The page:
Aerospace Writing

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The topic of aerospace is something that has fascinated me for as long as I can remember. Although I was not alive to see the Apollo moon landing missions firsthand, seeing the artifacts from those missions at the National Air and Space Museum of the Smithsonian Institution in Washington, D.C. at a young age allowed my interest to take flight. Although the Air and Space Museum was my earliest introduction to aerospace, growing up in the shadow of Florida’s Space Coast and Kennedy Space Center, and being fortunate to watch launches and hear the sonic booms of landings from my house further cemented my love of spaceflight and aerospace.

Being a third-generation aerospace worker I am able to turn my love of spaceflight and conversations around the dinner table into a vocation. While I have yet to achieve my goal of being a launch site breaking news reporter, for over 15 years I worked in various human spaceflight programs. There I captured the day to day decisions which led to many milestones from the Space Shuttle to Commercial Crew Programs, with a little International Space Station and Orion Program related writings thrown in as well.

Sadly, those writings are restricted due to export control and various non-disclosure agreements I signed through the years and are unavailable. Instead, below you will find samples of articles I’ve written about topics in aerospace which are not archived behind a firewall of national security and commercial interest.

In addition to these writings, I am also embarking on a new adventure of aerospace writing with my latest website This new site will tell the stories of the men and women who made what many thought to be impossible. Bringing Aerospace to life.

-Ryan Anderson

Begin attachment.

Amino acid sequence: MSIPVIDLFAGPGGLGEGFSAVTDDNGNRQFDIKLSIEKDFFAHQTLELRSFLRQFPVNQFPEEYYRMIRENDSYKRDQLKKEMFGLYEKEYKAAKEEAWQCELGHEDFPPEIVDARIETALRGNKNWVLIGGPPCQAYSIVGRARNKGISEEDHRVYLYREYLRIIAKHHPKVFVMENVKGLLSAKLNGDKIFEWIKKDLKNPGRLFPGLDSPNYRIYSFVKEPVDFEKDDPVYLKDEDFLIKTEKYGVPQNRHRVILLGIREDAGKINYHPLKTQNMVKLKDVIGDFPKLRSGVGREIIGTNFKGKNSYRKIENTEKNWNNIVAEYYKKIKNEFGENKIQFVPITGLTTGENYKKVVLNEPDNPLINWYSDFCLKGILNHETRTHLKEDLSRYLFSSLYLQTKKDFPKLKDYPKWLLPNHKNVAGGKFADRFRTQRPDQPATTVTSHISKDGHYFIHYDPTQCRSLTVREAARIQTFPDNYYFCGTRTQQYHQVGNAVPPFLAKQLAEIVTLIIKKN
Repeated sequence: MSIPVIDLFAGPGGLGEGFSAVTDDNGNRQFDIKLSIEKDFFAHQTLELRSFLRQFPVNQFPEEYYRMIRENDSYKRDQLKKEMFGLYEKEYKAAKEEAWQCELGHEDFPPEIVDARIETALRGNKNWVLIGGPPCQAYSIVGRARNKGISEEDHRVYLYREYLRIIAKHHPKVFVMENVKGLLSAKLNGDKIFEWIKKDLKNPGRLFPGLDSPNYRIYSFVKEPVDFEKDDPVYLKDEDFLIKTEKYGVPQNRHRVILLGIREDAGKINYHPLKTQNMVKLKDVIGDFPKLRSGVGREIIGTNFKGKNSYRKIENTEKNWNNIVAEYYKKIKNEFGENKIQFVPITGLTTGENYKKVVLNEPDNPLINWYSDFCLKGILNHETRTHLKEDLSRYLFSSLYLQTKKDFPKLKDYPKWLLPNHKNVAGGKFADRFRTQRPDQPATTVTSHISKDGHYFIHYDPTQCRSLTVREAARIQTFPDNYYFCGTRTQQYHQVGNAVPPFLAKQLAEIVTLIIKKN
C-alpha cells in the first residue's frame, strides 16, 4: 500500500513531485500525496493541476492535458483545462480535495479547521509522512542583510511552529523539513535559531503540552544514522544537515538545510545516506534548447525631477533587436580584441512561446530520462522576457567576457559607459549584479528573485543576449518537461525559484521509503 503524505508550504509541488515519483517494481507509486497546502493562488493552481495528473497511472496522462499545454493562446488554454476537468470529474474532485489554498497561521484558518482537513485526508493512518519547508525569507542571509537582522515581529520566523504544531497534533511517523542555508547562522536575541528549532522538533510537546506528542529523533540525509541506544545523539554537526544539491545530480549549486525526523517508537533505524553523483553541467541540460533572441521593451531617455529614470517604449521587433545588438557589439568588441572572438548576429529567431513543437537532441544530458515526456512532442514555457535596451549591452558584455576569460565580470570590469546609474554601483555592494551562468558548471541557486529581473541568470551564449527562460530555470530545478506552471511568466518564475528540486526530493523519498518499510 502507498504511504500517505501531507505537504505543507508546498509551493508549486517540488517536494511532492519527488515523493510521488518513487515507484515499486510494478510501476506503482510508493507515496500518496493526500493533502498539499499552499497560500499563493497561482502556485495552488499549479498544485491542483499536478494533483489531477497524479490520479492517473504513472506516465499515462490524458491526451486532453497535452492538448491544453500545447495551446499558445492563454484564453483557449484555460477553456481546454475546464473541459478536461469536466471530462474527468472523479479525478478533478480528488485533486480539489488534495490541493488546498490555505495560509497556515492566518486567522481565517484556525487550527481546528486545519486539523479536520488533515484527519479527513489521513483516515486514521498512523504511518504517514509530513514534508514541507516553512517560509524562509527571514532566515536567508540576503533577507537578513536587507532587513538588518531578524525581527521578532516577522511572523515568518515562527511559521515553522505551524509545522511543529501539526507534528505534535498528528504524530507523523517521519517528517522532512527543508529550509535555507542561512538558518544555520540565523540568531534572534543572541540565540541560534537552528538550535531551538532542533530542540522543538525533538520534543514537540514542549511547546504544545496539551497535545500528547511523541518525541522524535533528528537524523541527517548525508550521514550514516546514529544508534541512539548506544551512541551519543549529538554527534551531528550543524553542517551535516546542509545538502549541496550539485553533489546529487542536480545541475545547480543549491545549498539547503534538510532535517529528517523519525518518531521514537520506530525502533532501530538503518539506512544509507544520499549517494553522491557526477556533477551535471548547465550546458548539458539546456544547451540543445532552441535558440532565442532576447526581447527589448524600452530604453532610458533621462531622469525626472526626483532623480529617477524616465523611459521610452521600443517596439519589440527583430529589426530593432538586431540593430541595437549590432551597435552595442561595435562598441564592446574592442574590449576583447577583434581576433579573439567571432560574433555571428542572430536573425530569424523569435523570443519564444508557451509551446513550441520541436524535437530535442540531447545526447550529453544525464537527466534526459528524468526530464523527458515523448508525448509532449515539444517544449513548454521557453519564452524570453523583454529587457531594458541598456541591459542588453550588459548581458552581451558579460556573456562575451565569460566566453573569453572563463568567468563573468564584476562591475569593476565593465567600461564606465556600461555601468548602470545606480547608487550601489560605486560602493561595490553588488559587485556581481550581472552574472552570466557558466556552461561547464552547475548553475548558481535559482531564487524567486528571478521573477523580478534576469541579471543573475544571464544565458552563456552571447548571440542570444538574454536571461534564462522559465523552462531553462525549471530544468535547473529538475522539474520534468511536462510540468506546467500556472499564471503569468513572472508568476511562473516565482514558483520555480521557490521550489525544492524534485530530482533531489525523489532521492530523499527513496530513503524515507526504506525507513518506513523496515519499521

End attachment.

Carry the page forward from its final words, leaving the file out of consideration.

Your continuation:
(Pearland Journal January 17, 2001)

Officials Hope Path to Final Frontier Winds Through Area

The issue of Spaceport construction was a topic I covered extensively when I worked for the Pearland Journal. It was a time that Brazoria County wanted to be on the cutting edge of ushering in a new era of space infrastructure.

With commercial launch sites for SpaceX and Virgin Galactic now dotting the landscape in New Mexico and Texas, as well as a Spaceport under construction a few miles away from Houston’s Johnson Space Center, it can be hard to imagine that 20 years ago the groundwork was laid to inform the public about just what a spaceport was, and why it would be a good idea to build one.

(Pearland Journal, January 24, 2001)

State Lawmaker Questions the Feasibility of Spaceport Project

In this 2001 article, the age old debate of vision versus fiscal responsibility came to the forefront. Visionaries seeking to build a Spaceport faced the uphill battle of trying to convince state lawmakers that a Spaceport was the wave of the future.

In the years that followed this 2001 space odyssey, Texas would ultimately become the home to two Spaceports, but the effort to build a Spaceport in Brazoria County never took off. The program was ultimately scrapped in 2007.

( May 30, 2020)

SpaceX Makes History as the United States Enters a New Era in Human Spaceflight